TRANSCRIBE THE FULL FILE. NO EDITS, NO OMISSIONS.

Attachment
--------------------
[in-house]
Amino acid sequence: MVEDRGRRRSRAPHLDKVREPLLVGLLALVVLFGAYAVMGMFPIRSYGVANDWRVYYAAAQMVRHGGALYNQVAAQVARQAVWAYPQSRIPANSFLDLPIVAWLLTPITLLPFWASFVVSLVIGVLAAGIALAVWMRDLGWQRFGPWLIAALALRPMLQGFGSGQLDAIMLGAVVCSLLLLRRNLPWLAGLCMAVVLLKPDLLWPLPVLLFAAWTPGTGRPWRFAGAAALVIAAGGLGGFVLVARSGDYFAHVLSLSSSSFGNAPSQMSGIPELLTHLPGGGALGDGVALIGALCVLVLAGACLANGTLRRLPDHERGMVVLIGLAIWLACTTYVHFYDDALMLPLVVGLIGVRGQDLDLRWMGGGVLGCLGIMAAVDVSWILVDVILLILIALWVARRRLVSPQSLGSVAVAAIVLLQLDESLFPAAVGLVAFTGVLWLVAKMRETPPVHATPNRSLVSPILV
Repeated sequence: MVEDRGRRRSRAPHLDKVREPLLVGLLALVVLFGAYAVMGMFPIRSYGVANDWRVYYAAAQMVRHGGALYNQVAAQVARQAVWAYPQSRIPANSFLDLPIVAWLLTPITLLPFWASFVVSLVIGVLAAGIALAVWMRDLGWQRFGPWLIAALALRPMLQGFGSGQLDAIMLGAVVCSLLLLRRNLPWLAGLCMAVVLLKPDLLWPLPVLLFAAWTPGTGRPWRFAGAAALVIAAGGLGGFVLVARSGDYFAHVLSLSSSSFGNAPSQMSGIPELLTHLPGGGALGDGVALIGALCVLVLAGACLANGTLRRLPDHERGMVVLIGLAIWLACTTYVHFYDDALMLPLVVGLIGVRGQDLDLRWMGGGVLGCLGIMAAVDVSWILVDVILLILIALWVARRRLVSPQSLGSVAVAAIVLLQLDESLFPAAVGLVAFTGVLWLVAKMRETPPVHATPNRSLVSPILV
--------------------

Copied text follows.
[in-house]
Amino acid sequence: MVEDRGRRRSRAPHLDKVREPLLVGLLALVVLFGAYAVMGMFPIRSYGVANDWRVYYAAAQMVRHGGALYNQVAAQVARQAVWAYPQSRIPANSFLDLPIVAWLLTPITLLPFWASFVVSLVIGVLAAGIALAVWMRDLGWQRFGPWLIAALALRPMLQGFGSGQLDAIMLGAVVCSLLLLRRNLPWLAGLCMAVVLLKPDLLWPLPVLLFAAWTPGTGRPWRFAGAAALVIAAGGLGGFVLVARSGDYFAHVLSLSSSSFGNAPSQMSGIPELLTHLPGGGALGDGVALIGALCVLVLAGACLANGTLRRLPDHERGMVVLIGLAIWLACTTYVHFYDDALMLPLVVGLIGVRGQDLDLRWMGGGVLGCLGIMAAVDVSWILVDVILLILIALWVARRRLVSPQSLGSVAVAAIVLLQLDESLFPAAVGLVAFTGVLWLVAKMRETPPVHATPNRSLVSPILV
Repeated sequence: MVEDRGRRRSRAPHLDKVREPLLVGLLALVVLFGAYAVMGMFPIRSYGVANDWRVYYAAAQMVRHGGALYNQVAAQVARQAVWAYPQSRIPANSFLDLPIVAWLLTPITLLPFWASFVVSLVIGVLAAGIALAVWMRDLGWQRFGPWLIAALALRPMLQGFGSGQLDAIMLGAVVCSLLLLRRNLPWLAGLCMAVVLLKPDLLWPLPVLLFAAWTPGTGRPWRFAGAAALVIAAGGLGGFVLVARSGDYFAHVLSLSSSSFGNAPSQMSGIPELLTHLPGGGALGDGVALIGALCVLVLAGACLANGTLRRLPDHERGMVVLIGLAIWLACTTYVHFYDDALMLPLVVGLIGVRGQDLDLRWMGGGVLGCLGIMAAVDVSWILVDVILLILIALWVARRRLVSPQSLGSVAVAAIVLLQLDESLFPAAVGLVAFTGVLWLVAKMRETPPVHATPNRSLVSPILV